Repenting Like a King (of Nineveh)
In Jonah 3 we see an excellent example of how to repent and escape an almost certain judgment.
Nineveh was a city known for its cruelty. No matter what you have done in your life, you have likely not done as much as these people had. Killing brutally was a way of life, and Jonah had a reason to be scared.
And God sent an imperfect prophet, one who had run from the assignment, and one who had been recently spit from a fish onto their shores. He was likely not as clean as one would like (there is no mention of his baggage being spit out too), and if questioned he would likely reveal his weaknesses as a leader. There was every reason for the people not to listen to this man, yet they did.
And the king listened as well. He arose from his throne (took action). He humbled himself (laid aside his royal robes). He put on sackcloth and sat in ashes (performed deeds that at that time showed he was sorry). Then he issued a proclamation (He explained to the people under his authority why it was good to do what they were already doing. He encouraged them in their repentance.)
The question is: Do we repent in this manner?
Or do we instead:
-Make excuses as to why the person bringing this to our attention is not worthy to be listened to. Or worse, begin to criticize and harass them publically to all who will listen.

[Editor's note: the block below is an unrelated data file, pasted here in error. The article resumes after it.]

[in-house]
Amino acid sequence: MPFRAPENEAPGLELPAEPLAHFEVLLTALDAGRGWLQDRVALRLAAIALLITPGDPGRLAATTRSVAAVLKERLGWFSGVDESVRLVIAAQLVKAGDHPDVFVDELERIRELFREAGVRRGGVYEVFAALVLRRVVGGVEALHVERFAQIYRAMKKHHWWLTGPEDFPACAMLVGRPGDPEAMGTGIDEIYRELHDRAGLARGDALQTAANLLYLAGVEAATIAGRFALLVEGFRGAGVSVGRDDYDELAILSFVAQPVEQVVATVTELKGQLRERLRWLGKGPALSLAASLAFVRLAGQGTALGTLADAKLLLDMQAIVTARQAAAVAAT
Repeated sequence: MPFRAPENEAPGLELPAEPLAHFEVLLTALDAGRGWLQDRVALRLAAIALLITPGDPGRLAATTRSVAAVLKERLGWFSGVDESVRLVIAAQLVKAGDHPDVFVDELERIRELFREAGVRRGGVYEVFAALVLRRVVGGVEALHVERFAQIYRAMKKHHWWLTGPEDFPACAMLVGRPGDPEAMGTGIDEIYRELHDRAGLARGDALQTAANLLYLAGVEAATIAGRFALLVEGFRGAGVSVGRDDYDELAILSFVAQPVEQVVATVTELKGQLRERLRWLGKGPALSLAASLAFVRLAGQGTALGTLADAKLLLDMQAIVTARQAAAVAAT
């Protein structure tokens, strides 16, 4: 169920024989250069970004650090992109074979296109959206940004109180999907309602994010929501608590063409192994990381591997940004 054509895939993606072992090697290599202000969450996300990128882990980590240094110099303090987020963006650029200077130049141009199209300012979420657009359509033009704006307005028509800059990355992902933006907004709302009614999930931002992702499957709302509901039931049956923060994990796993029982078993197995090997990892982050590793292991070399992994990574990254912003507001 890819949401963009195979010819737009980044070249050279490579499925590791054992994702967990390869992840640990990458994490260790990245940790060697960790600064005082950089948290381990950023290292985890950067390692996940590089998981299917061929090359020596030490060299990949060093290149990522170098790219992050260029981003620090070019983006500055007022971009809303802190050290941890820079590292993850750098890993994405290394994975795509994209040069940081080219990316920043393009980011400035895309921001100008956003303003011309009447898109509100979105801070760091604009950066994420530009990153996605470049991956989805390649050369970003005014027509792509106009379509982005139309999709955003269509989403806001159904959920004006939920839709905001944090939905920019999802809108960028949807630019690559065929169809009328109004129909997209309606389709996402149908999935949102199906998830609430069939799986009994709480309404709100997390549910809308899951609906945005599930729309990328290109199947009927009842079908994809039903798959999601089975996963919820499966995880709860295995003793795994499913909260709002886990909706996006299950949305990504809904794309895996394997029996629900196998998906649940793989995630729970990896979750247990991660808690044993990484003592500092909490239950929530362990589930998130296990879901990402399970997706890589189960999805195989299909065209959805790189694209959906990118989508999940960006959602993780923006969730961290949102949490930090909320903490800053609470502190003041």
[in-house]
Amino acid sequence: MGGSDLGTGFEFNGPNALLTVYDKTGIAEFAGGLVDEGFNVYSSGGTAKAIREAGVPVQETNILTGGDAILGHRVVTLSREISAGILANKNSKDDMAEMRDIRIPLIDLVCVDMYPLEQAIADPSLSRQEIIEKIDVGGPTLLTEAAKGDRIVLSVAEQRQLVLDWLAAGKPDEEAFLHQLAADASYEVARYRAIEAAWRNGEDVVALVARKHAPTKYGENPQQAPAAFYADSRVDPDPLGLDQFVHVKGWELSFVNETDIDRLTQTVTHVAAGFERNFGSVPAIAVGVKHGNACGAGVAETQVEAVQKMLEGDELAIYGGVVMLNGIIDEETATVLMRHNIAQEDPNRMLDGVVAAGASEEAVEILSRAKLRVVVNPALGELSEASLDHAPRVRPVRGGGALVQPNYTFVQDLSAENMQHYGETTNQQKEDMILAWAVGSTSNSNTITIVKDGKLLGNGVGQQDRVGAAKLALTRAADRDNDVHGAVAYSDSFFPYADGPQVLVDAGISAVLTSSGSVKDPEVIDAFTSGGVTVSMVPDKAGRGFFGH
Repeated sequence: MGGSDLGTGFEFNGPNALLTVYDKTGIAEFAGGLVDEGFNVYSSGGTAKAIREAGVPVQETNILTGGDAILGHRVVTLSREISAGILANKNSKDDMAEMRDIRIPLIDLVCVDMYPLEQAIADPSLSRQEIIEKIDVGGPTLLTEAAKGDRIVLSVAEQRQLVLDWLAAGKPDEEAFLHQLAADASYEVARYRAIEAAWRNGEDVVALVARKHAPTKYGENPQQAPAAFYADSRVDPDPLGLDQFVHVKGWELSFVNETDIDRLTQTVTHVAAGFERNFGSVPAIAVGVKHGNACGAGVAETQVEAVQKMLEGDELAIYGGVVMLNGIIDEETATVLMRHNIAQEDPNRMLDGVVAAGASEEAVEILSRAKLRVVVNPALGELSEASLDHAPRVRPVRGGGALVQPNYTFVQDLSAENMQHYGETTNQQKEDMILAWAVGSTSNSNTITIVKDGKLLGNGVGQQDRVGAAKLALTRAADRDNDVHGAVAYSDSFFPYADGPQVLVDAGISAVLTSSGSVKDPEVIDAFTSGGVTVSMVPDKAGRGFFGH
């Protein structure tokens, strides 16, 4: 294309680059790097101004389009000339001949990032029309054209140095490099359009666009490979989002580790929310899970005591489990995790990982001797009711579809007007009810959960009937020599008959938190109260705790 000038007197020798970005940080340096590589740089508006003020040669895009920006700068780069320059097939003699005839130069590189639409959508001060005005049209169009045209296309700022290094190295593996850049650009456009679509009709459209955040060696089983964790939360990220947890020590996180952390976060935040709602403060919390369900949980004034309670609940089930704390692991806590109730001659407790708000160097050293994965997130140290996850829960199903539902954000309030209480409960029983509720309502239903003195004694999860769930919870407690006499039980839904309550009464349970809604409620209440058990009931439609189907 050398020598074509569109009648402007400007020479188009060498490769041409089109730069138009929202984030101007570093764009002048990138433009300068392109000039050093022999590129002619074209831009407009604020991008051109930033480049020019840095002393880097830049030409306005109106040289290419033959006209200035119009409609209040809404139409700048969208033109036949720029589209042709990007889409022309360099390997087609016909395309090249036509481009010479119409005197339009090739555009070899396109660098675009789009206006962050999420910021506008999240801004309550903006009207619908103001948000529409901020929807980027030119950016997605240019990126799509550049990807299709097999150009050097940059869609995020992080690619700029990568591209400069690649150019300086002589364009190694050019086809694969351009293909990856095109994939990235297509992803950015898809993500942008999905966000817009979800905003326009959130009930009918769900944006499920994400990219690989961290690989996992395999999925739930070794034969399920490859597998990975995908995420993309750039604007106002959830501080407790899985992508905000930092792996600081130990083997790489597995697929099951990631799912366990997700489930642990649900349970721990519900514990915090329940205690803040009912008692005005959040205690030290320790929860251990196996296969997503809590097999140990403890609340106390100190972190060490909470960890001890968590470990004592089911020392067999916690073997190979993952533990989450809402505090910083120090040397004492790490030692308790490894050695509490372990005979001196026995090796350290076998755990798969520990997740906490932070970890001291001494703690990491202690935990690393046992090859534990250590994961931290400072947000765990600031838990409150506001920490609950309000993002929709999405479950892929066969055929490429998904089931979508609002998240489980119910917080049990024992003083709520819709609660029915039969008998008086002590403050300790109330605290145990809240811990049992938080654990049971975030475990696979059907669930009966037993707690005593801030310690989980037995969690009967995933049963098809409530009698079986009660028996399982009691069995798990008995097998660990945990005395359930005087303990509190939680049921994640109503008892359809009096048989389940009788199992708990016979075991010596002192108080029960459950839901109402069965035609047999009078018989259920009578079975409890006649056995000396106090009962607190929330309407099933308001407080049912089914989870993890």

-Refuse to change and find excuses to believe we are fine the way we are.
– Refuse to humble ourselves because of our position, or because we do not want to look weak. Other people may apologize, but what would it look like if the pastor, elder, parent etc did so.
– Refuse to do things that demonstrate our repentance. We may say we are sorry, but often we forget that actions speak louder than words. When there are no acts of repentance (doing nice things for the person you hurt etc), it is often hard to believe that someone is truly sorry. Words are easy, it is your actions that tell who you truly are.
– Neglect to encourage the people under our authority to follow our example. Leaders are examples to those under them whether they do what is good, or what is bad. For this reason it is important to allow those under you to see you are repentant, to know that you are acknowledging that what was done was wrong even if it was done by the leadership and to explain your motivation for repentance. A leader who fails to do this will often have followers (or children) who begin to repent, but then return to evil because they do not see why it is truly important to change, since their leadership does not seem to be getting on board.
Repentance is hard, especially when one is in leadership (even if that leadership is just parental). But, if you do not wish for those under you to follow in your bad example, you must show them, and explain to them, what repentance is and why it is important to do it when we realize we have messed up.